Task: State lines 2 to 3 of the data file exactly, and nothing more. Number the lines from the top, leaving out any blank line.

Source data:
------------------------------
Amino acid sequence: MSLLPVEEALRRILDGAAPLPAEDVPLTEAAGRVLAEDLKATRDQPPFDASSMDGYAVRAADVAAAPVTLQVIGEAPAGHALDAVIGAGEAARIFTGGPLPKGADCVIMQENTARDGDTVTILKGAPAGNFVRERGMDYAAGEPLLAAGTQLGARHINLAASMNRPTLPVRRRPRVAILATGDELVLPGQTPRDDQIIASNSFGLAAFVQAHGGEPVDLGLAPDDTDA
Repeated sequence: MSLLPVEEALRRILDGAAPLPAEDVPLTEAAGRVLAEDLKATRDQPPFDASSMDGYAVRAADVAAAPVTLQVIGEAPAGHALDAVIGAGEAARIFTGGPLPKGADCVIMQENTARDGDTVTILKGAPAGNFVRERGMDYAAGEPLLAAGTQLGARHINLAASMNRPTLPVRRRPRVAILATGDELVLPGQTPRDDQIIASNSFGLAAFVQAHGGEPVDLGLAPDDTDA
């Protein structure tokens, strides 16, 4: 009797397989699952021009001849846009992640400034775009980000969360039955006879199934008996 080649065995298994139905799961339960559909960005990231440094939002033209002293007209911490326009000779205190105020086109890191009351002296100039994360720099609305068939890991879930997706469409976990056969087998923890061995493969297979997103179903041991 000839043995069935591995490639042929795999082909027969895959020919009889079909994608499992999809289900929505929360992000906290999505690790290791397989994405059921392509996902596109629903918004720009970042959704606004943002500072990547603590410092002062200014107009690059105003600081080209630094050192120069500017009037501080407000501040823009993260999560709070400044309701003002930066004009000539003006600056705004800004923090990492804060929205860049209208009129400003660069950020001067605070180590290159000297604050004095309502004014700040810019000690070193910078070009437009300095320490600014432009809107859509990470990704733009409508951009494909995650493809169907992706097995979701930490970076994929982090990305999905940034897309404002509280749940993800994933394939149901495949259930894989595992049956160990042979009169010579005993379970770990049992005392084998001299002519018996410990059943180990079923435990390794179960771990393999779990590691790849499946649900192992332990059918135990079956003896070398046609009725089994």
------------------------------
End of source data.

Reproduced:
Repeated sequence: MSLLPVEEALRRILDGAAPLPAEDVPLTEAAGRVLAEDLKATRDQPPFDASSMDGYAVRAADVAAAPVTLQVIGEAPAGHALDAVIGAGEAARIFTGGPLPKGADCVIMQENTARDGDTVTILKGAPAGNFVRERGMDYAAGEPLLAAGTQLGARHINLAASMNRPTLPVRRRPRVAILATGDELVLPGQTPRDDQIIASNSFGLAAFVQAHGGEPVDLGLAPDDTDA
């Protein structure tokens, strides 16, 4: 009797397989699952021009001849846009992640400034775009980000969360039955006879199934008996 080649065995298994139905799961339960559909960005990231440094939002033209002293007209911490326009000779205190105020086109890191009351002296100039994360720099609305068939890991879930997706469409976990056969087998923890061995493969297979997103179903041991 000839043995069935591995490639042929795999082909027969895959020919009889079909994608499992999809289900929505929360992000906290999505690790290791397989994405059921392509996902596109629903918004720009970042959704606004943002500072990547603590410092002062200014107009690059105003600081080209630094050192120069500017009037501080407000501040823009993260999560709070400044309701003002930066004009000539003006600056705004800004923090990492804060929205860049209208009129400003660069950020001067605070180590290159000297604050004095309502004014700040810019000690070193910078070009437009300095320490600014432009809107859509990470990704733009409508951009494909995650493809169907992706097995979701930490970076994929982090990305999905940034897309404002509280749940993800994933394939149901495949259930894989595992049956160990042979009169010579005993379970770990049992005392084998001299002519018996410990059943180990079923435990390794179960771990393999779990590691790849499946649900192992332990059918135990079956003896070398046609009725089994």